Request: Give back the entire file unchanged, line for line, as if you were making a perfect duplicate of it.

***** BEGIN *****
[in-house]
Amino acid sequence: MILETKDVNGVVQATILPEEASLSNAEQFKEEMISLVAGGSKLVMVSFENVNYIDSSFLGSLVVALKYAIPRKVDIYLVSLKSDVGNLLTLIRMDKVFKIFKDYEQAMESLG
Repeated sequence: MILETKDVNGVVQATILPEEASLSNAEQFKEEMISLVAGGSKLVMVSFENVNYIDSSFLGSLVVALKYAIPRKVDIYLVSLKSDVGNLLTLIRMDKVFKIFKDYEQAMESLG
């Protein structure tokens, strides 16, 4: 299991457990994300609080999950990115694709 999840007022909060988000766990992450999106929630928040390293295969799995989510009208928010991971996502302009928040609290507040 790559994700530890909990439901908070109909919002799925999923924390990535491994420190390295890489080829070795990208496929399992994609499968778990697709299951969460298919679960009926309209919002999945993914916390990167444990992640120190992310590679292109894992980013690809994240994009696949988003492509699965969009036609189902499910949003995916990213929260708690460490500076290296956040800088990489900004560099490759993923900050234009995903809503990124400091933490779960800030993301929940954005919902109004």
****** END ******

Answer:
[in-house]
Amino acid sequence: MILETKDVNGVVQATILPEEASLSNAEQFKEEMISLVAGGSKLVMVSFENVNYIDSSFLGSLVVALKYAIPRKVDIYLVSLKSDVGNLLTLIRMDKVFKIFKDYEQAMESLG
Repeated sequence: MILETKDVNGVVQATILPEEASLSNAEQFKEEMISLVAGGSKLVMVSFENVNYIDSSFLGSLVVALKYAIPRKVDIYLVSLKSDVGNLLTLIRMDKVFKIFKDYEQAMESLG
């Protein structure tokens, strides 16, 4: 299991457990994300609080999950990115694709 999840007022909060988000766990992450999106929630928040390293295969799995989510009208928010991971996502302009928040609290507040 790559994700530890909990439901908070109909919002799925999923924390990535491994420190390295890489080829070795990208496929399992994609499968778990697709299951969460298919679960009926309209919002999945993914916390990167444990992640120190992310590679292109894992980013690809994240994009696949988003492509699965969009036609189902499910949003995916990213929260708690460490500076290296956040800088990489900004560099490759993923900050234009995903809503990124400091933490779960800030993301929940954005919902109004």